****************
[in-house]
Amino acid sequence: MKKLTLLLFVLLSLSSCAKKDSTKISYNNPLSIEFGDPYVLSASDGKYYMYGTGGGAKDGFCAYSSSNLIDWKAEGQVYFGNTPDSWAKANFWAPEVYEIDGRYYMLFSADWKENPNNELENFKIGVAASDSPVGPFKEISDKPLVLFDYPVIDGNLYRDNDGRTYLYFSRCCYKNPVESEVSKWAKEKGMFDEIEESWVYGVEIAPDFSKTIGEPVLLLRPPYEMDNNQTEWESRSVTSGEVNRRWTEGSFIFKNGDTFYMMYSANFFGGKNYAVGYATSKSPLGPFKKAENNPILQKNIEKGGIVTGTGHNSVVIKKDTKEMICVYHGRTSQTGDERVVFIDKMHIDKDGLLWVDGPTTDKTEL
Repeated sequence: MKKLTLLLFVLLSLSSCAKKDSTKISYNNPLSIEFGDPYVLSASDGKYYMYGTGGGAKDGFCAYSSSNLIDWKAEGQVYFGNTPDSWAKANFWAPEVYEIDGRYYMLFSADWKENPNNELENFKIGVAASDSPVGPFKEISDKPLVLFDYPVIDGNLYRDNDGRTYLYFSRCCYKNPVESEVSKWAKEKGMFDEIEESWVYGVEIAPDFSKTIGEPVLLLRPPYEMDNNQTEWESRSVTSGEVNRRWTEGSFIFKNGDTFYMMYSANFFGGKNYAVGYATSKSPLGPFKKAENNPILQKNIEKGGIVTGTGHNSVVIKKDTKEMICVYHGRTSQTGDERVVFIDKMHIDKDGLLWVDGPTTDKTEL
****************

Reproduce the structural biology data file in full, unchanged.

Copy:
[in-house]
Amino acid sequence: MKKLTLLLFVLLSLSSCAKKDSTKISYNNPLSIEFGDPYVLSASDGKYYMYGTGGGAKDGFCAYSSSNLIDWKAEGQVYFGNTPDSWAKANFWAPEVYEIDGRYYMLFSADWKENPNNELENFKIGVAASDSPVGPFKEISDKPLVLFDYPVIDGNLYRDNDGRTYLYFSRCCYKNPVESEVSKWAKEKGMFDEIEESWVYGVEIAPDFSKTIGEPVLLLRPPYEMDNNQTEWESRSVTSGEVNRRWTEGSFIFKNGDTFYMMYSANFFGGKNYAVGYATSKSPLGPFKKAENNPILQKNIEKGGIVTGTGHNSVVIKKDTKEMICVYHGRTSQTGDERVVFIDKMHIDKDGLLWVDGPTTDKTEL
Repeated sequence: MKKLTLLLFVLLSLSSCAKKDSTKISYNNPLSIEFGDPYVLSASDGKYYMYGTGGGAKDGFCAYSSSNLIDWKAEGQVYFGNTPDSWAKANFWAPEVYEIDGRYYMLFSADWKENPNNELENFKIGVAASDSPVGPFKEISDKPLVLFDYPVIDGNLYRDNDGRTYLYFSRCCYKNPVESEVSKWAKEKGMFDEIEESWVYGVEIAPDFSKTIGEPVLLLRPPYEMDNNQTEWESRSVTSGEVNRRWTEGSFIFKNGDTFYMMYSANFFGGKNYAVGYATSKSPLGPFKKAENNPILQKNIEKGGIVTGTGHNSVVIKKDTKEMICVYHGRTSQTGDERVVFIDKMHIDKDGLLWVDGPTTDKTEL